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Sweet Sixteen is a 1983 American slasher film directed by Jim Sotos and starring Bo Hopkins, Susan Strasberg, Dana Kimmell, and Patrick Macnee.

Sweet Sixteen
Poster of Sweet Sixteen (1983 film).jpg
Theatrical release poster
Directed byJim Sotos
Produced byJim Sotos
Written byErwin Goldman
Music byRay Ellis
Tommy Vig
CinematographyJames L. Carter
Edited byDrake Silliman
Sweet Sixteen Productions
Productions Two
Distributed byCentury International
Release date
  • August 5, 1983 (1983-08-05)
Running time
90 minutes
CountryUnited States


Melissa Morgan is new in town and meets Hank Burke and Johnny Franklin outside of a bar. Johnny invites Melissa for a ride in his truck, and leave Hank to walk home. They make out in a secluded spot, and Johnny scares her by saying it is an Indian burial ground and she demands that he drive her home.

As they sit in front of her house, Melissa says they are in town for a couple months because her father's work on an archeological dig, and her mother is from the area. Melissa's dad, John, catches them and orders Johnny to leave because Melissa's only 15. Johnny gets stranded on the side of the road and starts walking when he's stabbed to death by an unseen assailant.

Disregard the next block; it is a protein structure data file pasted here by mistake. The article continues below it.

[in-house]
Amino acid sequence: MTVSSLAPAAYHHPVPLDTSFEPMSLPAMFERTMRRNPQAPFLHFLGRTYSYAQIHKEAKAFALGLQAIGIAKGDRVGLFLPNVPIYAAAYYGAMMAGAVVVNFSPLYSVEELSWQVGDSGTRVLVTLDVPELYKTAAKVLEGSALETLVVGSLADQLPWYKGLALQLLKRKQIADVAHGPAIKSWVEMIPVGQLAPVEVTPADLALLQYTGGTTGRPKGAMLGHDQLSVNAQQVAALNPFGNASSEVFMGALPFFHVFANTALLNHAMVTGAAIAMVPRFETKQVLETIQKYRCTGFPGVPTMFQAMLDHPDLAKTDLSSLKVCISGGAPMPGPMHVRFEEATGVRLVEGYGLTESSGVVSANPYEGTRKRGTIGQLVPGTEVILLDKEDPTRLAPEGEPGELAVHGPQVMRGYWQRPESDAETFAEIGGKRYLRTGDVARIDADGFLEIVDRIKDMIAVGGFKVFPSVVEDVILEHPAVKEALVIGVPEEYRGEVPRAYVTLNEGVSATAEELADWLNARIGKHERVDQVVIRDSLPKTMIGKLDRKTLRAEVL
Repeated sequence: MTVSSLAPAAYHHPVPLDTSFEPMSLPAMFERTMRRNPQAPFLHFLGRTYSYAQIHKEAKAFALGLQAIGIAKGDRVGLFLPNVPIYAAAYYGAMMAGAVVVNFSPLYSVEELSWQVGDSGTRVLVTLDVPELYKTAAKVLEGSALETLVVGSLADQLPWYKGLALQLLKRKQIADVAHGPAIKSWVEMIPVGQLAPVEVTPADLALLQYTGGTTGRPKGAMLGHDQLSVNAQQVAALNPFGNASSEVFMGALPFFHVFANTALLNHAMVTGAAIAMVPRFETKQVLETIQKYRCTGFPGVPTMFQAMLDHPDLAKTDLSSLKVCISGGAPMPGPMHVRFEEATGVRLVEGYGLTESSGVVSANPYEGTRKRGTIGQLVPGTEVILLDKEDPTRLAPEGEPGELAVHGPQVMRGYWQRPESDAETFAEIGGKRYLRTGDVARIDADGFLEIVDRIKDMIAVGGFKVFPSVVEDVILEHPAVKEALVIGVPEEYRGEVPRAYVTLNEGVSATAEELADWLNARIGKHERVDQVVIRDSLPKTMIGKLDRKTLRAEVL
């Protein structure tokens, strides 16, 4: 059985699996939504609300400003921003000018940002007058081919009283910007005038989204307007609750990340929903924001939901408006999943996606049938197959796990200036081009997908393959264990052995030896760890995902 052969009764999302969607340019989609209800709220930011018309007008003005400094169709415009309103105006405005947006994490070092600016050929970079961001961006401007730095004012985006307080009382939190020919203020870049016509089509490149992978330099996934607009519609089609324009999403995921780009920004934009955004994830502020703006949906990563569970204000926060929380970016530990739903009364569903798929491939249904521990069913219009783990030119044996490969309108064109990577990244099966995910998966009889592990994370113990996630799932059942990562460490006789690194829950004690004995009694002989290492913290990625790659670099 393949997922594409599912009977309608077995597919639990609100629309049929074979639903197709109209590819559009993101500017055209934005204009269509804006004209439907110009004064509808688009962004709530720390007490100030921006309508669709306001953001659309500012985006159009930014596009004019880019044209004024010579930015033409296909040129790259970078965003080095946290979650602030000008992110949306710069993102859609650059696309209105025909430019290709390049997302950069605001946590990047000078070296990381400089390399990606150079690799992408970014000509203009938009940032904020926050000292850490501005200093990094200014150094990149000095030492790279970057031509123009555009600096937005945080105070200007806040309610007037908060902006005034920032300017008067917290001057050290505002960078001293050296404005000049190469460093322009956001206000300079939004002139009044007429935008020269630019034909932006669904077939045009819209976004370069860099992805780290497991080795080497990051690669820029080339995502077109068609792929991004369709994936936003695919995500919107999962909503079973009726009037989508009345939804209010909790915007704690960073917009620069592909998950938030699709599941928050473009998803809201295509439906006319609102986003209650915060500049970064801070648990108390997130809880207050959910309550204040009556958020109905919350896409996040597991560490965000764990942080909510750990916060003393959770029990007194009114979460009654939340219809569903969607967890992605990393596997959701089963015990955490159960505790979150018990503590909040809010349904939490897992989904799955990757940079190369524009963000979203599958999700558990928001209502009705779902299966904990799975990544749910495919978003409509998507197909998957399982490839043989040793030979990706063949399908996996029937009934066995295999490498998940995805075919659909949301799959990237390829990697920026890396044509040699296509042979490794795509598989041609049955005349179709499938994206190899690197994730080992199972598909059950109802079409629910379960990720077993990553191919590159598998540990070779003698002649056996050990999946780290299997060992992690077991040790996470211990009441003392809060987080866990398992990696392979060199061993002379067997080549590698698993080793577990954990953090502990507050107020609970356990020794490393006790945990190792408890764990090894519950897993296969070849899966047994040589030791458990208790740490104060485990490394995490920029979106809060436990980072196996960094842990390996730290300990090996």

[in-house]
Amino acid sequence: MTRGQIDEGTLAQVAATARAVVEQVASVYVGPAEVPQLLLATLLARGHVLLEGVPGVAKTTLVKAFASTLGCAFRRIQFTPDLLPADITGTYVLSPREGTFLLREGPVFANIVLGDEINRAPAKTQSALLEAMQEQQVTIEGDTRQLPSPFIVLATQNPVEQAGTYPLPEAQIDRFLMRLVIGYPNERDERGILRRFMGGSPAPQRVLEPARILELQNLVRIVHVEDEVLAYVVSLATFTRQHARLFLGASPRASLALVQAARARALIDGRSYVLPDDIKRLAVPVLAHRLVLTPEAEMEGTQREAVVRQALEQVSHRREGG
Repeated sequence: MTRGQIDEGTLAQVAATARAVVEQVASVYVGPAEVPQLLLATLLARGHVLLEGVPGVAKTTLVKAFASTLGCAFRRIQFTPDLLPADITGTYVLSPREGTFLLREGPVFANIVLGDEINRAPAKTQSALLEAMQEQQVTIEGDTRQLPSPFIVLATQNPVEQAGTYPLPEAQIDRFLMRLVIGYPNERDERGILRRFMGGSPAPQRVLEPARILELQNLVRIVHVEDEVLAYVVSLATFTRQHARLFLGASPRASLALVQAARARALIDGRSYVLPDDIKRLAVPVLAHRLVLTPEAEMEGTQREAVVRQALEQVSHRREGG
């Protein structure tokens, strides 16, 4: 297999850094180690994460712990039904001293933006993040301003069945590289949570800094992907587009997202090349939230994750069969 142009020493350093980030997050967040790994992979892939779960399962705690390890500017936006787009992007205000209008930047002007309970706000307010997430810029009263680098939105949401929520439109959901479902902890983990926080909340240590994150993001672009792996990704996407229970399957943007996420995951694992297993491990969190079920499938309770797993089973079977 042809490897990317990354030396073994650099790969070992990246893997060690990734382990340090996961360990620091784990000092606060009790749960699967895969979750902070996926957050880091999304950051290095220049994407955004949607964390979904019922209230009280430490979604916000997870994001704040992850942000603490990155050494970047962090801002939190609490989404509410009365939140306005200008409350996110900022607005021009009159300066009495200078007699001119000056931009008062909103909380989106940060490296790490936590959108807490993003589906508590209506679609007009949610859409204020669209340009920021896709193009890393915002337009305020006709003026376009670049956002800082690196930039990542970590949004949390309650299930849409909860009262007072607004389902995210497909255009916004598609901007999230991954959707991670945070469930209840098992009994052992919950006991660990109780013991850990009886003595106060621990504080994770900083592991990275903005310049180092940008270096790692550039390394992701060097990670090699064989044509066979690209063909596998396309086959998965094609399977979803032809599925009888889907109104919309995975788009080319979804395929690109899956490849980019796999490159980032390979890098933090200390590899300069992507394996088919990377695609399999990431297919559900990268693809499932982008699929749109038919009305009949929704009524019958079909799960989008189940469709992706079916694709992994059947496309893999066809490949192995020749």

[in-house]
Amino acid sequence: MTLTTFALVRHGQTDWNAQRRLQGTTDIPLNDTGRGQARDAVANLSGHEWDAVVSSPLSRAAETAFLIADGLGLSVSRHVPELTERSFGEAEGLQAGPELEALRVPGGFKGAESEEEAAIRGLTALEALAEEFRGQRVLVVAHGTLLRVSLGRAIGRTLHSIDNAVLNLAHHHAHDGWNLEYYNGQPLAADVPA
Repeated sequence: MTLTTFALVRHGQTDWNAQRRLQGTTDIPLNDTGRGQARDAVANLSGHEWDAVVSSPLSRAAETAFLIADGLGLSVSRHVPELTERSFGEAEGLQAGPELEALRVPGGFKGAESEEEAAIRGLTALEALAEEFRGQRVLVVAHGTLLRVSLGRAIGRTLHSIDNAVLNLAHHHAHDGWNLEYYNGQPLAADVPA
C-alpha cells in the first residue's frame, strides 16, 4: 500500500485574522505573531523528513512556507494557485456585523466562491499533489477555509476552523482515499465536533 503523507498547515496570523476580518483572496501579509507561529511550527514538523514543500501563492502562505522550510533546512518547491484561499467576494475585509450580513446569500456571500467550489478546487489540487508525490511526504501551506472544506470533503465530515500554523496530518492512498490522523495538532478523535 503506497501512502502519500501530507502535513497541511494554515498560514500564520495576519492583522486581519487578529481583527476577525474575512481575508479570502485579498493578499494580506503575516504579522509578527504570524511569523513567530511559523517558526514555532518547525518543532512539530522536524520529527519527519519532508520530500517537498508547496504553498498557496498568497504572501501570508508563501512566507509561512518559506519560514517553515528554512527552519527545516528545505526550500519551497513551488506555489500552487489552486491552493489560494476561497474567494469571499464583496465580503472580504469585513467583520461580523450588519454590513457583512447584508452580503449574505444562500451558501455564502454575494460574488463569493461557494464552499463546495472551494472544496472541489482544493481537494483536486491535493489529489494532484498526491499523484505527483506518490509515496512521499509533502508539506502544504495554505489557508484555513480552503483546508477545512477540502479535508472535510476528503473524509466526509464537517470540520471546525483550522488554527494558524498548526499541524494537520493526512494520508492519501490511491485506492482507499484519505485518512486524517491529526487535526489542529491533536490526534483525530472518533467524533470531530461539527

Dan Burke, Hank's dad and the sheriff, gets a call from Billy Franklin, Johnny's older brother about Johnny not coming home last night and the missing truck. Dan takes Hank and his sister, Marci, to go look for the truck. They find it, with no signs of foul play and Marci finds Johnny's body.

At the school, Dan gets permission from Melissa's parents, John and Joanne, to ask her questions. Melissa said she saw a Native American man outside of the bar. He is determined to be Jason Longshadow, a man hired on by John for the dig. Dan and John go to question Jason and says nothing happened.

At school, Melissa meets Tommy Jackson and they make plans to hang out that evening and behind Earl's bar. While Tommy is waiting for Melissa, he is stabbed to death by the unseen assailant. Melissa runs into an older Indian man, Greyfeather, and begins to scream when she sees Tommy's dead body. Melissa tells Dan Greyfeather did it because he was standing over the body.